Ed Berenson introduced Charlie Hebdo with a discussion of France’s history of irreverence towards authority, the first political caricatures, and Hara-Kiri Hebdo—Charlie’s predecessor. Biard and Thoret discussed France’s hate speech laws, along with the importance of debate, free speech, and of not letting some sensibilities restrain other people’s opinions. For Biard and Thoret, Charlie Hebdo is not against religion, but against the political use of religion. In addition, they warned about the dangers of self-censorship and advised of the need to better educate the population on how to read images. At the end of the speech, Biard and Thoret touched on Charlie Hebdo’s main objective: to make people laugh and think.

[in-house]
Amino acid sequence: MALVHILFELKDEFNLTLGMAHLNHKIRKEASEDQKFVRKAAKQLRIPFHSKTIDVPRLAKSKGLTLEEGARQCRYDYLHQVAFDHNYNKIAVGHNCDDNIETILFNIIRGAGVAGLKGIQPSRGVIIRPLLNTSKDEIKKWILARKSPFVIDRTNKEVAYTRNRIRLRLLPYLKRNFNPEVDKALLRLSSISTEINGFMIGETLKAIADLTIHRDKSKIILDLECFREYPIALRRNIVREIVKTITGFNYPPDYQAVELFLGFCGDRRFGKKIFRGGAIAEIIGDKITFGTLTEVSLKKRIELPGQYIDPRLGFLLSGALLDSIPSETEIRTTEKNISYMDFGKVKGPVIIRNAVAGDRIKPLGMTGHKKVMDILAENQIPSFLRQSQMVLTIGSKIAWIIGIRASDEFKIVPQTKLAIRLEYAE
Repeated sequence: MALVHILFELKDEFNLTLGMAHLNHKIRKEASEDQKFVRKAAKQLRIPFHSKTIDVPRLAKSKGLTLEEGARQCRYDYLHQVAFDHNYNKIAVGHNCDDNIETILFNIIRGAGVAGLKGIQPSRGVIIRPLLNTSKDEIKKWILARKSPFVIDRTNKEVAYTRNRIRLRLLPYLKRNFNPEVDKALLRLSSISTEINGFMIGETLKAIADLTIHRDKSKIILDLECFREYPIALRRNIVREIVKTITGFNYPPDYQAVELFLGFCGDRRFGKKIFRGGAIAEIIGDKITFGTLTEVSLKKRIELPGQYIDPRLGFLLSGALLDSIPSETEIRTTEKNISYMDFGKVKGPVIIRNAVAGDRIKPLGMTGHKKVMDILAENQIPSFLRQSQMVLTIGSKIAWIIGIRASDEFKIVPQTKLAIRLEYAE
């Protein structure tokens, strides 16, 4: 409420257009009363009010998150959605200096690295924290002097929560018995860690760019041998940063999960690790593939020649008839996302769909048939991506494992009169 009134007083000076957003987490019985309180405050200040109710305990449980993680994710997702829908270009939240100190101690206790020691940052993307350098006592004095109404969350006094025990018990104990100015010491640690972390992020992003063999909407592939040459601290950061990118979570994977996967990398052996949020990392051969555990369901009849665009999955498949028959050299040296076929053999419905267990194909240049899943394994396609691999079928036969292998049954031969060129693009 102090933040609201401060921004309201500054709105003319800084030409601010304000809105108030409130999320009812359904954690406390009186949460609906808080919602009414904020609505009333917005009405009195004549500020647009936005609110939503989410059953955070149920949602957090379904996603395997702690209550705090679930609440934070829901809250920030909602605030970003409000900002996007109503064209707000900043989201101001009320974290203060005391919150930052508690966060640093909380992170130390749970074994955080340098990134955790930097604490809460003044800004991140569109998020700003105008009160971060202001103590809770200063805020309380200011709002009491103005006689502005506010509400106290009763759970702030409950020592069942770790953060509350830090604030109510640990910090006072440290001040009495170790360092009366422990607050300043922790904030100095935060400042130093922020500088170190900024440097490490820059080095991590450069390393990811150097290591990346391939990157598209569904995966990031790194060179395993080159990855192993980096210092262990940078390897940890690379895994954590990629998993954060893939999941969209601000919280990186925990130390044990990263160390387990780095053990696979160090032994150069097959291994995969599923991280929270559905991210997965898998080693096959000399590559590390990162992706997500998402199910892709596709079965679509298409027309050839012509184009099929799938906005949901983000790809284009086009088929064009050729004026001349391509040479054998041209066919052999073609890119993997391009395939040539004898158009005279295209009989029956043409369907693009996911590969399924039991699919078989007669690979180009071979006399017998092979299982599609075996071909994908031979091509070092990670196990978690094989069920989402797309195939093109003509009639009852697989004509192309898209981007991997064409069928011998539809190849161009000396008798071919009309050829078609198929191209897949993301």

Co-presented with NYU Journalism.